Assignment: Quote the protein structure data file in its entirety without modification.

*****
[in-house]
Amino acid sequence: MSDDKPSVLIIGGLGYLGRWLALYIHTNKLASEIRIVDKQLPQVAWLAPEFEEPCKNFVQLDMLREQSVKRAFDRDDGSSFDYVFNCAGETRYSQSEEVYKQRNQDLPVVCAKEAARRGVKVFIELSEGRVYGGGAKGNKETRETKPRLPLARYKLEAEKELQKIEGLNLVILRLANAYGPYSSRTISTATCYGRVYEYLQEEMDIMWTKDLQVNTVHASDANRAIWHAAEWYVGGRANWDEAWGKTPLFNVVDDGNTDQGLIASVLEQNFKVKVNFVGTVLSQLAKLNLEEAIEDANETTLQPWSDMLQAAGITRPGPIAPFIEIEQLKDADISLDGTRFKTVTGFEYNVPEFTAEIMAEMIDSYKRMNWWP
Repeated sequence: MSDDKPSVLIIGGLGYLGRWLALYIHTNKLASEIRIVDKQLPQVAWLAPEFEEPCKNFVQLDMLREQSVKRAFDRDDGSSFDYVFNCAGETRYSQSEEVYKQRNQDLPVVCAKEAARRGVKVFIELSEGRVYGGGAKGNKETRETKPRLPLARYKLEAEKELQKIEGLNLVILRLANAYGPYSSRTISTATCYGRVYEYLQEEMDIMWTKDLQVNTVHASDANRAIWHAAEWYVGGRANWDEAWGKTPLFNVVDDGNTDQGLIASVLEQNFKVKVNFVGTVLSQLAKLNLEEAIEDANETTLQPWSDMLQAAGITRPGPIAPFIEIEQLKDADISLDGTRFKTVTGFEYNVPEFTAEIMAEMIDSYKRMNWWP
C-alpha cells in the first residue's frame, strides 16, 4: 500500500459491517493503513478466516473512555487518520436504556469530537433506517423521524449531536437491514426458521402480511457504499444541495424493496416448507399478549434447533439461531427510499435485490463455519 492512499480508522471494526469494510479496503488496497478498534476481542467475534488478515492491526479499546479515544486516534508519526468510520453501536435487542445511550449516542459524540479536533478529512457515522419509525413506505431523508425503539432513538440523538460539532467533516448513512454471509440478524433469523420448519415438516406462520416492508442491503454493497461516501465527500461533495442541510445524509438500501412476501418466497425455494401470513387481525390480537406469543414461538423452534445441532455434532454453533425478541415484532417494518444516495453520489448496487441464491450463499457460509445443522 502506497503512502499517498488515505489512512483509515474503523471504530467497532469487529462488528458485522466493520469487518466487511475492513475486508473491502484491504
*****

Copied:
[in-house]
Amino acid sequence: MSDDKPSVLIIGGLGYLGRWLALYIHTNKLASEIRIVDKQLPQVAWLAPEFEEPCKNFVQLDMLREQSVKRAFDRDDGSSFDYVFNCAGETRYSQSEEVYKQRNQDLPVVCAKEAARRGVKVFIELSEGRVYGGGAKGNKETRETKPRLPLARYKLEAEKELQKIEGLNLVILRLANAYGPYSSRTISTATCYGRVYEYLQEEMDIMWTKDLQVNTVHASDANRAIWHAAEWYVGGRANWDEAWGKTPLFNVVDDGNTDQGLIASVLEQNFKVKVNFVGTVLSQLAKLNLEEAIEDANETTLQPWSDMLQAAGITRPGPIAPFIEIEQLKDADISLDGTRFKTVTGFEYNVPEFTAEIMAEMIDSYKRMNWWP
Repeated sequence: MSDDKPSVLIIGGLGYLGRWLALYIHTNKLASEIRIVDKQLPQVAWLAPEFEEPCKNFVQLDMLREQSVKRAFDRDDGSSFDYVFNCAGETRYSQSEEVYKQRNQDLPVVCAKEAARRGVKVFIELSEGRVYGGGAKGNKETRETKPRLPLARYKLEAEKELQKIEGLNLVILRLANAYGPYSSRTISTATCYGRVYEYLQEEMDIMWTKDLQVNTVHASDANRAIWHAAEWYVGGRANWDEAWGKTPLFNVVDDGNTDQGLIASVLEQNFKVKVNFVGTVLSQLAKLNLEEAIEDANETTLQPWSDMLQAAGITRPGPIAPFIEIEQLKDADISLDGTRFKTVTGFEYNVPEFTAEIMAEMIDSYKRMNWWP
C-alpha cells in the first residue's frame, strides 16, 4: 500500500459491517493503513478466516473512555487518520436504556469530537433506517423521524449531536437491514426458521402480511457504499444541495424493496416448507399478549434447533439461531427510499435485490463455519 492512499480508522471494526469494510479496503488496497478498534476481542467475534488478515492491526479499546479515544486516534508519526468510520453501536435487542445511550449516542459524540479536533478529512457515522419509525413506505431523508425503539432513538440523538460539532467533516448513512454471509440478524433469523420448519415438516406462520416492508442491503454493497461516501465527500461533495442541510445524509438500501412476501418466497425455494401470513387481525390480537406469543414461538423452534445441532455434532454453533425478541415484532417494518444516495453520489448496487441464491450463499457460509445443522 502506497503512502499517498488515505489512512483509515474503523471504530467497532469487529462488528458485522466493520469487518466487511475492513475486508473491502484491504